08:12am Thursday 17 August 2017

Discovery of New Signaling Intermediates Provides Clues to Novel Therapies in Pancreatitis

“A network of intercellular signals involving pancreatic acinar cells, nerves and immune cells results in progression of pancreatitis,” said lead study author Rafiq A. Shahid, MD, from Duke University. “We made an exciting discovery that leukotriene B4 is synthesized and released by acinar cells and, in turn, activates sensory nerves to trigger pain and inflammation in acute pancreatitis. If we can develop a treatment that blocks leukotriene B4, we would then be able to limit both pain and inflammation in patients suffering from this disease.”

Using a mouse model, researchers explored the previous finding that transient receptor potential vanilloid-1 (TRPV1) receptors on sensory nerves are involved in development of pain and inflammation in pancreatitis. The activation of TRPV1 receptors plays a vital role in the early stages of development of pancreatitis, so the researchers questioned how these receptors are activated. They found that leukotriene B4 plays a pivotal role in this process. 

The results also demonstrate that targeting leukotriene B4 by inhibiting 5-lipoxygenase, which is a key enzyme required for leukotriene B4 synthesis, is beneficial in experimental chronic pancreatitis. This provides an avenue for development and clinical evaluation of 5-lipoxygenase inhibitors for patients with pancreatitis.

“This discovery of previously unknown signaling pathways may lead to new therapeutic opportunities in pancreatitis,” said Jerrold Turner, MD, PhD, AGAF, editor-in-chief of Cellular and Molecular Gastroenterology and Hepatology. “We are pleased to feature this ground-breaking research in the inaugural issue of the journal.”

Pancreatitis is a common disorder that complicates many ailments, including cystic fibrosis and alcoholism. Few therapies exist, and management of the severe pain associated with inflammation is a major obstacle that often requires strong narcotics. However, narcotic use can be dangerous and often adds to the problems of patients with pancreatitis. Learn more about pancreatitis in the AGA patient brochure.

The authors have no conflicts to disclose.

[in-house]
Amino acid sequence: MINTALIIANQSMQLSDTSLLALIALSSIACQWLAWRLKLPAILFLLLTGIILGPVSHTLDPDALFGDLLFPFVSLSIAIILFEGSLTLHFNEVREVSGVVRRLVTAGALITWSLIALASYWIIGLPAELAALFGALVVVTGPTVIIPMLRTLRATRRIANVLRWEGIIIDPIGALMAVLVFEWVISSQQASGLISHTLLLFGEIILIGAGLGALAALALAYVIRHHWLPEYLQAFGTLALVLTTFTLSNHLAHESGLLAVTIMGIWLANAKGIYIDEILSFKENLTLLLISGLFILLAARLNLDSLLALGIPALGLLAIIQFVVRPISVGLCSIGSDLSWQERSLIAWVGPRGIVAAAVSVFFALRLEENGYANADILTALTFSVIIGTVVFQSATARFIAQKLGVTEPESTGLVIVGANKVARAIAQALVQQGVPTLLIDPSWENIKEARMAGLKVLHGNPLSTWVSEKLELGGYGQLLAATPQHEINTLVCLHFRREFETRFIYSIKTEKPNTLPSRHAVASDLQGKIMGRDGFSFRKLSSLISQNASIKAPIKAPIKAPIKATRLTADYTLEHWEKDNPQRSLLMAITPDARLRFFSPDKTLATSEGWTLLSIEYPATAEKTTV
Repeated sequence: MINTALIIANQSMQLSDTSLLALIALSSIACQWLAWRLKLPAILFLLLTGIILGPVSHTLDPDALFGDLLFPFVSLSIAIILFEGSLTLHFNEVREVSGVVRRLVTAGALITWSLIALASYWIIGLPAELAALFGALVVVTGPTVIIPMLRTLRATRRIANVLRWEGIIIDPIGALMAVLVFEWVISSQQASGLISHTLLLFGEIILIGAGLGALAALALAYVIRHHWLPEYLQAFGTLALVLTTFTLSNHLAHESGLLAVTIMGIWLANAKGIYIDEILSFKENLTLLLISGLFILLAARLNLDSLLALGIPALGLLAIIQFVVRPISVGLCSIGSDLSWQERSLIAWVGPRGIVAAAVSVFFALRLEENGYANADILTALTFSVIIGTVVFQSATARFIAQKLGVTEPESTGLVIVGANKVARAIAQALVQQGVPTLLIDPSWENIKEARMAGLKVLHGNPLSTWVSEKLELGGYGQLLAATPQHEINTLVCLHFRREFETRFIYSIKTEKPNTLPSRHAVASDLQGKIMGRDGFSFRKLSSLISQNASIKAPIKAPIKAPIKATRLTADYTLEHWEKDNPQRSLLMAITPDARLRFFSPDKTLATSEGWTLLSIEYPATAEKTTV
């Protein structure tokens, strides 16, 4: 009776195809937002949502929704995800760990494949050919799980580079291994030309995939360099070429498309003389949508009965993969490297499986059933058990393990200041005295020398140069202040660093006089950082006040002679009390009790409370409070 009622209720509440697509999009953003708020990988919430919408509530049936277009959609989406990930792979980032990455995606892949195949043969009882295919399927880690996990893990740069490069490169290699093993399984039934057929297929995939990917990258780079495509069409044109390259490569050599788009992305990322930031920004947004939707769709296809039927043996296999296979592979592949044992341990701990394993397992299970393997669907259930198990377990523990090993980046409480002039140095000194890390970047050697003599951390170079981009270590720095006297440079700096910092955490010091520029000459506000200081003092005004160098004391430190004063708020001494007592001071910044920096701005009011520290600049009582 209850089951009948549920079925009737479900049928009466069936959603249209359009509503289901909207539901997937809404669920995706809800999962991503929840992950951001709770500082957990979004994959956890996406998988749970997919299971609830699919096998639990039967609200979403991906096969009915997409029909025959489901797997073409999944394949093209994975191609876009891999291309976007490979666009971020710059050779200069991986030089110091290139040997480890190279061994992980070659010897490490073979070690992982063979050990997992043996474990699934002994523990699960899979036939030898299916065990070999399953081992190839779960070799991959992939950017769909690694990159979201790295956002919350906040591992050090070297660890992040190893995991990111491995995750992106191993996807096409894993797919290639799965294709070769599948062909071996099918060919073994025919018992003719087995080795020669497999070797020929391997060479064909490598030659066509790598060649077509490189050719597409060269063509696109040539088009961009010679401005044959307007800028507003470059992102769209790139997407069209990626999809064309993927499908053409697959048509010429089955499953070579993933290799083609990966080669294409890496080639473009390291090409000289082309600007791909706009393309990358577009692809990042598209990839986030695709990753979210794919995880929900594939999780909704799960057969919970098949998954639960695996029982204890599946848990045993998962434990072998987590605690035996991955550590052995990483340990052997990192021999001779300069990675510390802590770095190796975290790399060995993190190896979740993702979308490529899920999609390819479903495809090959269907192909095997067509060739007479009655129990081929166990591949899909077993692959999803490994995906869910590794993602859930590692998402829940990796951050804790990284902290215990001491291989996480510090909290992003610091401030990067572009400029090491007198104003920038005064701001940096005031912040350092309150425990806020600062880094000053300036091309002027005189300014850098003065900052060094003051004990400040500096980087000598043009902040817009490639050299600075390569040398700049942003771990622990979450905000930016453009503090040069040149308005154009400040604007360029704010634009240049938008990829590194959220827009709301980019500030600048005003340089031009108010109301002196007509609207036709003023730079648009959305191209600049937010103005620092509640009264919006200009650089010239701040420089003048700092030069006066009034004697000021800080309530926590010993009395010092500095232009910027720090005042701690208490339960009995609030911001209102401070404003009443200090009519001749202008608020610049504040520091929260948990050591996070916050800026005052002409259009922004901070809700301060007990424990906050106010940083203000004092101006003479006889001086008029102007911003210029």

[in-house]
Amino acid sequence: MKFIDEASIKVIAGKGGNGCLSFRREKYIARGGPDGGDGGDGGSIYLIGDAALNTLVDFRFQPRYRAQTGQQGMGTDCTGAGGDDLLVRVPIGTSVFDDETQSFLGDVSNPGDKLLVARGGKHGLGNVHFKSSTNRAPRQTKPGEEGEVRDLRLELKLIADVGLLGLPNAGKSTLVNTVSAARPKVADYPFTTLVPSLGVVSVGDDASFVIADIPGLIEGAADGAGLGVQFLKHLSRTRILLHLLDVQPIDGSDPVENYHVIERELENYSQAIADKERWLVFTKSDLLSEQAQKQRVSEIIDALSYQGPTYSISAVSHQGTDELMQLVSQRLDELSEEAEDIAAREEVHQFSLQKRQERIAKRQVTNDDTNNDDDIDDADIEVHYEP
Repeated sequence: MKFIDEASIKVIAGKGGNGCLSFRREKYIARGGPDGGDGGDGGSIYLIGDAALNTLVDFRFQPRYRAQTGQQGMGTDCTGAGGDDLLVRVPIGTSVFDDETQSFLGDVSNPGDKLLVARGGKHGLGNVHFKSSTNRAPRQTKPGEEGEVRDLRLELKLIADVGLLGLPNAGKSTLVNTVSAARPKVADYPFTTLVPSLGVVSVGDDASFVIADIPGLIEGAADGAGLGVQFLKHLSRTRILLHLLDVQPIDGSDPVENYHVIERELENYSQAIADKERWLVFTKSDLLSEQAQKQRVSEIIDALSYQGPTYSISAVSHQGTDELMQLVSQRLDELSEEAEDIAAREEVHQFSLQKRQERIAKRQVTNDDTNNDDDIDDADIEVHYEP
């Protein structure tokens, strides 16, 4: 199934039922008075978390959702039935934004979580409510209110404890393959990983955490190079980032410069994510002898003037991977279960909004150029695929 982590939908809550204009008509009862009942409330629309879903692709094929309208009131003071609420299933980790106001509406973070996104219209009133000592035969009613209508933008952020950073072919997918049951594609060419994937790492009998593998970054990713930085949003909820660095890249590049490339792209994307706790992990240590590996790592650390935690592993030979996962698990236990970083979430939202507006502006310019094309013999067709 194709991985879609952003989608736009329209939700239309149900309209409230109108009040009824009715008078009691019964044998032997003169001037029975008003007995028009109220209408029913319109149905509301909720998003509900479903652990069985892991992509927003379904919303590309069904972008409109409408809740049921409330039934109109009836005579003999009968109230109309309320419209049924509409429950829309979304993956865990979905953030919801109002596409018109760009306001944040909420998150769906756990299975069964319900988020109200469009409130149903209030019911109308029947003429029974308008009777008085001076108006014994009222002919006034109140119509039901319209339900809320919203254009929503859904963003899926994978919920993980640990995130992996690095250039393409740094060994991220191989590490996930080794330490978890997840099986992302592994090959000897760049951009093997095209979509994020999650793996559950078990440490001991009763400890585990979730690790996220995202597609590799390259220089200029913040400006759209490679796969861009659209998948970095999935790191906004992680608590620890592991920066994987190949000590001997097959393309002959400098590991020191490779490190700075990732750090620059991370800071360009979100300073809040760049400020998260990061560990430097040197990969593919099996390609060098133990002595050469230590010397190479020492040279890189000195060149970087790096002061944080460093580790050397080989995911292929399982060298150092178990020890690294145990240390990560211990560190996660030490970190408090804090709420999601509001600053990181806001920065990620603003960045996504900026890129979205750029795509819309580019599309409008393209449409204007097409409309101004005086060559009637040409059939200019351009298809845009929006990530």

AGA announced the launch of Cellular and Molecular Gastroenterology and Hepatology in November 2014. This study appears in the inaugural issue of the journal.

1Shahid, Rafiq A. et al., Acinar Cell Production of Leukotriene B4 Contributes to Development of Neurogenic Pancreatitis in Mice, Cellular and Molecular Gastroenterology and Hepatology 2015: 1(1): 75-68, http://www.cmghjournal.org/article/S2352-345X(14)00006-X/abstract

About the AGA Institute 

The American Gastroenterological Association is the trusted voice of the GI community. Founded in 1897, the AGA has grown to more than 16,000 members from around the globe who are involved in all aspects of the science, practice and advancement of gastroenterology. The AGA Institute administers the practice, research and educational programs of the organization. www.gastro.org

About Cellular and Molecular Gastroenterology and Hepatology

CMGH is the newest peer-reviewed journal published by the American Gastroenterological Association (AGA). The mission of CMGH is to publish impactful digestive biology research that ranges from mechanisms of normal function to pathobiology and covers a broad spectrum of themes in gastroenterology, hepatology and pancreatology. The journal reports the latest advances in cell biology, immunology, physiology, microbiology, genetics and neurobiology of gastrointestinal, hepatobiliary, and pancreatic health and disease. For more information, visit www.cmghjournal.org.


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